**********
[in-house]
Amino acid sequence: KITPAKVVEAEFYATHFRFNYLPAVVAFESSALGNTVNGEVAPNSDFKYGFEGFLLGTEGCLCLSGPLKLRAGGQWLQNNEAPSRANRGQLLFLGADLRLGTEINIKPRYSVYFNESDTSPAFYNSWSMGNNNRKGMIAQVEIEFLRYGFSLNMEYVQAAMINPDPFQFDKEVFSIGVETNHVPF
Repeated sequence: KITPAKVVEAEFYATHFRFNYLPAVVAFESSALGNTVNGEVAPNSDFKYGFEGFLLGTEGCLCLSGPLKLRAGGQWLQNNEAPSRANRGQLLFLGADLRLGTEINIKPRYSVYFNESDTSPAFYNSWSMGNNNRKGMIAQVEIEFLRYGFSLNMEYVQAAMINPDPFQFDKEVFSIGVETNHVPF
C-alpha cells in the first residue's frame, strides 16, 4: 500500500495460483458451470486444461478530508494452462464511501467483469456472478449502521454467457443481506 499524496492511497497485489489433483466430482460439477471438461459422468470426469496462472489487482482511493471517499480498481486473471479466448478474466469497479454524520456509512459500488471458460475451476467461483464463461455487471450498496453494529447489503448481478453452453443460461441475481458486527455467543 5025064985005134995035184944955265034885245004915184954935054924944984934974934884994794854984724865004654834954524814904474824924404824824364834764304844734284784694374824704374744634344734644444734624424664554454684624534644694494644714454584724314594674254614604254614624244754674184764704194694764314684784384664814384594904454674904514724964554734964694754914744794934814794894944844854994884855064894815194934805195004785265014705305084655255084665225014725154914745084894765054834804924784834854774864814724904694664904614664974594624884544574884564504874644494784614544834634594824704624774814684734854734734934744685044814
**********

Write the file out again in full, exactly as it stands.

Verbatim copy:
[in-house]
Amino acid sequence: KITPAKVVEAEFYATHFRFNYLPAVVAFESSALGNTVNGEVAPNSDFKYGFEGFLLGTEGCLCLSGPLKLRAGGQWLQNNEAPSRANRGQLLFLGADLRLGTEINIKPRYSVYFNESDTSPAFYNSWSMGNNNRKGMIAQVEIEFLRYGFSLNMEYVQAAMINPDPFQFDKEVFSIGVETNHVPF
Repeated sequence: KITPAKVVEAEFYATHFRFNYLPAVVAFESSALGNTVNGEVAPNSDFKYGFEGFLLGTEGCLCLSGPLKLRAGGQWLQNNEAPSRANRGQLLFLGADLRLGTEINIKPRYSVYFNESDTSPAFYNSWSMGNNNRKGMIAQVEIEFLRYGFSLNMEYVQAAMINPDPFQFDKEVFSIGVETNHVPF
C-alpha cells in the first residue's frame, strides 16, 4: 500500500495460483458451470486444461478530508494452462464511501467483469456472478449502521454467457443481506 499524496492511497497485489489433483466430482460439477471438461459422468470426469496462472489487482482511493471517499480498481486473471479466448478474466469497479454524520456509512459500488471458460475451476467461483464463461455487471450498496453494529447489503448481478453452453443460461441475481458486527455467543 5025064985005134995035184944955265034885245004915184954935054924944984934974934884994794854984724865004654834954524814904474824924404824824364834764304844734284784694374824704374744634344734644444734624424664554454684624534644694494644714454584724314594674254614604254614624244754674184764704194694764314684784384664814384594904454674904514724964554734964694754914744794934814794894944844854994884855064894815194934805195004785265014705305084655255084665225014725154914745084894765054834804924784834854774864814724904694664904614664974594624884544574884564504874644494784614544834634594824704624774814684734854734734934744685044814